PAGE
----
Scanned image of the page. Keyboard directions: use + to zoom in, - to zoom out, arrow keys to pan inside the viewer.

Page Options

Download this Issue


Something wrong?

Something wrong with this page? Report problem.

Rights / Permissions

This collection, digitized in collaboration with the Michigan Daily and the Board for Student Publications, contains materials that are protected by copyright law. Access to these materials is provided for non-profit educational and research purposes. If you use an item from this collection, it is your responsibility to consider the work's copyright status and obtain any required permission.

July 17, 1969 - Image 1

Resource type:
Michigan Daily, 1969-07-17

Disclaimer: Computer generated plain text may have errors. Read more about this.










There was an airplane in the middle of
State Street yesterday. And there were people
everywhere-listening to the band on South
University, looking at paintings on East Liber-
ty, buying antiques on North University.
The Ann Arbor Street Fair is back again,
and for the next three days it will be bringing
a smattering of life, color and creativity to the
town's summer lethargy.
This year's street fair-unlike any other-has
become more than anything else a meeting
ground for street people, middleclass people
looking for bargain cultfure and sales at the
-local stores, and, of course, the police.
The airplane was on display on State Street,
and people stopped to look in it. Kids and streeet
people played with balloons, and everyone ate
ice cream to fight the heat.
A stand was set up at the corner of East
University and South University, and local
theatre and musical groups entertained the
crowds all during the fair.
At the antique tent, many customers brows-
ed. But what they found was, as one spectatgr
put it, a melange of over-priced goods without
much real quality.
The greatest attraction of the fair for many
- outside of staring at the hippies, of course,

-- were demonstrations and displays by artists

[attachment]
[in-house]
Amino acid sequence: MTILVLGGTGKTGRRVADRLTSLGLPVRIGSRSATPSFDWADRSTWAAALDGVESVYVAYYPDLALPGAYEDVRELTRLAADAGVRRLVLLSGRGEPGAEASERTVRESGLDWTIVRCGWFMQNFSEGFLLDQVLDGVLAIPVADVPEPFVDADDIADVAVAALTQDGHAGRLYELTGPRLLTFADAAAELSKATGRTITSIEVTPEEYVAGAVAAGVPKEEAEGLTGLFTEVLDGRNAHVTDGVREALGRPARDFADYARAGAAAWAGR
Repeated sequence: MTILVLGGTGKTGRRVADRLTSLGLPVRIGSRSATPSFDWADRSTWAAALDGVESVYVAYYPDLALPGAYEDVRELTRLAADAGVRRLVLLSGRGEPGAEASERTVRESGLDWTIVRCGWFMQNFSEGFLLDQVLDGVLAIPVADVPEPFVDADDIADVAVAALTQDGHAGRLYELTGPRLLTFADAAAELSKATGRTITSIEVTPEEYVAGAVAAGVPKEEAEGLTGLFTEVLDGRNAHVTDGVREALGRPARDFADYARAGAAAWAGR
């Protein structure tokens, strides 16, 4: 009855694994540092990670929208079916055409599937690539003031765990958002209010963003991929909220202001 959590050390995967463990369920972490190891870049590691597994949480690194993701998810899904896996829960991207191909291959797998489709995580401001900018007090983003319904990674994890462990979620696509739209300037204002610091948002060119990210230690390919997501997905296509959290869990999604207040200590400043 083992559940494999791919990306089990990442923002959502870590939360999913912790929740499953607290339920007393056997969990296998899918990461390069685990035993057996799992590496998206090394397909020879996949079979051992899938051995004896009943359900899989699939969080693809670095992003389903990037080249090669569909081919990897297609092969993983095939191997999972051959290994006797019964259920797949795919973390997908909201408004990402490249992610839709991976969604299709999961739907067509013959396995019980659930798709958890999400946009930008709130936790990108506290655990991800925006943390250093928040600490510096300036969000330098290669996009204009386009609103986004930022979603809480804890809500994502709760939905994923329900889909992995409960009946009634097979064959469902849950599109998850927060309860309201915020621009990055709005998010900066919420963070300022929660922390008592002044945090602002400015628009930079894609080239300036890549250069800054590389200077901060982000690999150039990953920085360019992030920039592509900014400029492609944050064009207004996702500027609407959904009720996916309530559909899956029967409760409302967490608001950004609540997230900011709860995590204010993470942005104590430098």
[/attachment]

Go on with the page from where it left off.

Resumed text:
who used all kinds of media.
People milled around Charles Haubrich as
he cautiously welded metal to make models of
old cars, airplanes and coaches.
Others were fascinated by George Kafka's
carefully balanced mobiles. The air plays with
golf balls while they balance precariously on a
metal pedestal. Viewers wait for the balls to
topple -- but they never do.
Thomas Hibben's fountains also entranced the
crowd. His copper fountains are made of small
fish which magically appear to swim in the
Small stalls lined South and North University,
most selling little objets* d'art. But their cost
was often staggering and many careful shop-
pers resorted to price comparing to combat
the overpricing rampant everywhere.
The street people --along with the 300 in-
vited artists - had their stands too, in front
of the shops of friendly merchants and right
on the street. They sold all kinds of things,
from incense and hats to fur rugs.
On State Street and Main Street, the fair
took the form of a gigantic bargain sale, and
the streets were jammed with shoppers..
The fair is here until Sunday, and don't worryY.
about missing it. You can't. It's everywhere.



-Daily-Larry Robbins

Vol. LXXIX, No. 45-S Ann Arbor, Michigan-Thursday, July 17, 1969 Four Pages

ccept truce
in Honduras
By The Associated Press
Honduras and El Salvador accepted a cease-fire last
night proposed by a peace committee of the Organization of
American States, but each nation insisted on conditions.
The two Central American nations began fighting three
days ago.
A spokesman for El Salvador's Foreign Ministry said his
government demanded assurances that persecution of Sal-